Articles Posted in DUI

We all know that driving under the influence is unwise and dangerous, with potential consequences that should convince anyone that they shouldn’t do it. Yet, close to 200,000 Californians are arrested for DUI every year. What makes a driver decide that it’s okay to get behind the wheel after drinking?

Rational Choice Theory suggests that crimes are committed when a person believes committing the crime offers more benefits with lower costs than not committing the crime. The theory does not suggest that a person draws a line through a blank sheet of paper and lists the pros and cons, but rather that people are rational enough to weigh the options, even if subconsciously. While there are many critics of this theory and it surely doesn’t apply to all crimes, in terms of the driving under the influence, there may be some truth to the theory.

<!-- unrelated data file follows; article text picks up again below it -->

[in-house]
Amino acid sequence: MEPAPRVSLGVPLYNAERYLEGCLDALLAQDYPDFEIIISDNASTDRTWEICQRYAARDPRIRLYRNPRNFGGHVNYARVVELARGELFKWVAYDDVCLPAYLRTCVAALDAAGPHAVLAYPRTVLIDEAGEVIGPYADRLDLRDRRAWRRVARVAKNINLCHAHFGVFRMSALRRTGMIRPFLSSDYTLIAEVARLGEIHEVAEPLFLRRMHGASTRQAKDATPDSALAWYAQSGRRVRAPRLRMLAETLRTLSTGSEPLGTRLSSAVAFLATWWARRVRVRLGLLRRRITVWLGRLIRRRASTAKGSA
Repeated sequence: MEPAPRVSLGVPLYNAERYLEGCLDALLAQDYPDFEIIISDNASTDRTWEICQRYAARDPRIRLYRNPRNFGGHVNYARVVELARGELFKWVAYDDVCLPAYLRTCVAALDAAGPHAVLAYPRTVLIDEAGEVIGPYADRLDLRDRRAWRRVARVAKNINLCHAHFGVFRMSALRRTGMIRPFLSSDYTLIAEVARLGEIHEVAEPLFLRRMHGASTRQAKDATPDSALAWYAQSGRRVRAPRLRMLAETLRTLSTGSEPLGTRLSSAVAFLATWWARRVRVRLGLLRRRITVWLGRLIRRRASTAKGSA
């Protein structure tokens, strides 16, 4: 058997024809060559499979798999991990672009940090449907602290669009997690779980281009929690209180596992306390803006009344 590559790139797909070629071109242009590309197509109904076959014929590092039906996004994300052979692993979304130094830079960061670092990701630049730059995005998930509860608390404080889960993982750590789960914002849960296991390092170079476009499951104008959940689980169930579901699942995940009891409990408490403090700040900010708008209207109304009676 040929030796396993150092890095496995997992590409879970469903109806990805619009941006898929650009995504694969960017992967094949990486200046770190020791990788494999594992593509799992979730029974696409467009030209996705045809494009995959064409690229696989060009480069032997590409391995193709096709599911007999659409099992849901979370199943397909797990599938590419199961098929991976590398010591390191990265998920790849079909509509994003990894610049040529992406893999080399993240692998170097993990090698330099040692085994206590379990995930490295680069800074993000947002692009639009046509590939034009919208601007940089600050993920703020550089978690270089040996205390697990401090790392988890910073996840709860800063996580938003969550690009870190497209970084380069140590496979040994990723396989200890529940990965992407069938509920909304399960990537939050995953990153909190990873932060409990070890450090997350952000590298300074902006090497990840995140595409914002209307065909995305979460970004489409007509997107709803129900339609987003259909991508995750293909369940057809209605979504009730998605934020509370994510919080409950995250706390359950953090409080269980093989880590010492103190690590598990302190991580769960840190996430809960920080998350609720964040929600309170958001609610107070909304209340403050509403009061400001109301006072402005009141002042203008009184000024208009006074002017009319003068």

Although the effects of alcohol can distort a person’s decision-making skills—and this must surely figure into some individual’s decision to drive after driving—studies and empirical evidence suggest that many individuals make a rational choice to drive after drinking based on achieving the intended outcome (arriving at a destination) between the costs and inconvenience of not driving versus the cheaper and more convenient method of driving oneself and the probability of getting arrested for driving under the influence or some other detrimental consequence.

Is 0.05 Percent the new 0.08 Percent?

Since 2013, the National Transportation Safety Board (NTSB) has advocated that the legal blood alcohol level (BAC) limit for drivers in the United States be lowered to 0.05 percent or even lower. Citing numerous studies in other countries where the legal limit is 0.05% or less, the NTSB makes the case that even at 0.05% BAC, which for most people is the equivalent of one or two alcoholic drinks within a period of an hour or so, the risk of a driver being in a vehicle crash is at least twice as likely than for a driver with no alcohol in his or her blood. One such study noted by the NTSB is a finding that in Australia, there was an 18 percent decrease in fatal vehicle crashes when the legal BAC was lowered from 0.08 percent to 0.05 percent. Indeed, almost all countries have a BAC threshold that is less than the 0.08 percent that currently applies in all fifty US states.